4. Remove and store the gel.At this point, you should have slabs of clear aloe vera gel. If you see any bits of leaf left on them, trim them off, and feel free to cube the gel for easier storage by cutting them with your knife. Be sure to rinse the aloe vera gel itself 2-3 times when you're finished to be sure that it's free of any aloe latex residue.
    • Use a spoon to scrape up any excess gel left over along the skin.
    • Store all of the gel extract you get in a new glass or bowl separate from the water you used to wash the leaves with.

Community Q&A

  • Question
    Does this help treat pimples and all other skin infections?
    wikiHow Contributor
    Community Answer
    Everyone's skin is different. For some, this might help their skin. But for others, it might not. First test it out on a small part of your skin and leave it for a few days before fully applying the gel.
  • Question
    Can I add the gel to a conditioner?
    wikiHow Contributor
    Community Answer
    You can add it to conditioner, but you may want to be careful when rinsing it out because sometimes it can cause white flakes.
  • Question
    How do I keep Aloe vera fresh for long periods?
    wikiHow Contributor
    Community Answer
    Aloe vera gel can keep for a week in an air-tight container if it is refrigerated. If you would like it to remain usable longer than that, you'll need to add preservatives like vitamin C and vitamin E oil. For 1 liter of aloe vera gel, add 8 grams of crystalline vitamin C and 6,000 IU vitamin E oil, and bled these together at a low speed in a blender. This blend, stored properly in an airtight glass jar in the refrigerator, will last between 6-8 months.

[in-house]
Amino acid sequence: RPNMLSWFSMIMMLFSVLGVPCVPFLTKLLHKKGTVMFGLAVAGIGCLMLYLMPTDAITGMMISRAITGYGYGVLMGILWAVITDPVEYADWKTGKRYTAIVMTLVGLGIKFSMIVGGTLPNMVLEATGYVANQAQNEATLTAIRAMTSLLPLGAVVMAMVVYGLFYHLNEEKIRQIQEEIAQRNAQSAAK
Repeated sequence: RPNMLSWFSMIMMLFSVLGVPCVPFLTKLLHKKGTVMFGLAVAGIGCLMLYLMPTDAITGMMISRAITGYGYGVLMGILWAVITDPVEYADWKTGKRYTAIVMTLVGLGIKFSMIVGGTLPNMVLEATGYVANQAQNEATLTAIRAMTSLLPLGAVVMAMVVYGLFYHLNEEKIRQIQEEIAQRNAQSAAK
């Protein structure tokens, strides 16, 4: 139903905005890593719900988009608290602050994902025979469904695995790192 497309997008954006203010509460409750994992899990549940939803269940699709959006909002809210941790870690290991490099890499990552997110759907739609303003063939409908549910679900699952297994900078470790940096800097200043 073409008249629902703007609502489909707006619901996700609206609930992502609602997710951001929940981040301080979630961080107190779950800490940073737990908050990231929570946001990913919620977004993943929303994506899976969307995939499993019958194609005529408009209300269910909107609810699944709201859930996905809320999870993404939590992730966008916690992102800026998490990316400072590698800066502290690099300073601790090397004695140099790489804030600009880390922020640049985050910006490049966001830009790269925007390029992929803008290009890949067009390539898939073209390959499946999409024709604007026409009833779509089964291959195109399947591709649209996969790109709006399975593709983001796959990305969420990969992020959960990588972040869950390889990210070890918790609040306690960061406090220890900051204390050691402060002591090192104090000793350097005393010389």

• Question
    Can I eat the aloe vera gel?
    wikiHow Contributor
    Community Answer
    Once you have made sure that the aloe vera gel you harvested is sufficiently clean and free of aloe latex, you can eat it. Be aware that the aloe vera plant is not approved by the FDA as medicine. Aloe is quite strong and it is bot advised you eat too much of it. Be sure to stop eating aloe and consult your doctor if you start to experience any abdominal cramps, pain, or diarrhea.
  • Question
    Will aloe vera gel help my burns heal?
    wikiHow Contributor
    Community Answer
    This depends. Aloe vera has been used for thousands of years throughout the world to help treat minor burns and other skin irritations like sunburns. If your burn is too severe, you may need other treatment. Seek a doctor's second opinion if your wound does not seem to be healing.
  • Question
    Can I freeze aloe vera?
    wikiHow Contributor
    Community Answer
    You can freeze aloe vera gel, and it will last a year in the freezer. Refrigerated it will only last a week or two.
  • Question
    How do I make a drink from aloe vera gel, and what additives do I need?
    wikiHow Contributor
    Community Answer
    Place your clean aloe vera gel in a blender. You can add to this any fresh fruit you might like: lemon, lime, orange, and other citrus flavors blend particularly well with aloe. You'll want to make sure that your aloe and fruit components are equal ratios (about 2-3 tablespoons of each). Add a cup of cold water and blend them together before sampling the taste; if it's too strong, you can dilute it with more water.
  • Question
    How do I separate gel from sap jelly?
    wikiHow Contributor
    Community Answer
    Stand the cut stick on its end for a few minutes, and the yellow sap will drain away. Then, wash the aloe and continue to extract the gel.
  • Question
    How long does it last in a glass jar in the fridge?
    wikiHow Contributor
    Community Answer
    In a sealed glass jar, stored in a fridge, aloe vera gel can keep for about a week. Only harvest the gel when you need it.
  • Question
    How can I make it not slimy?
    wikiHow Contributor
    Community Answer
    Aloe gel is by its nature slimy, but you can help disguise this by blending it into a juice or smoothie.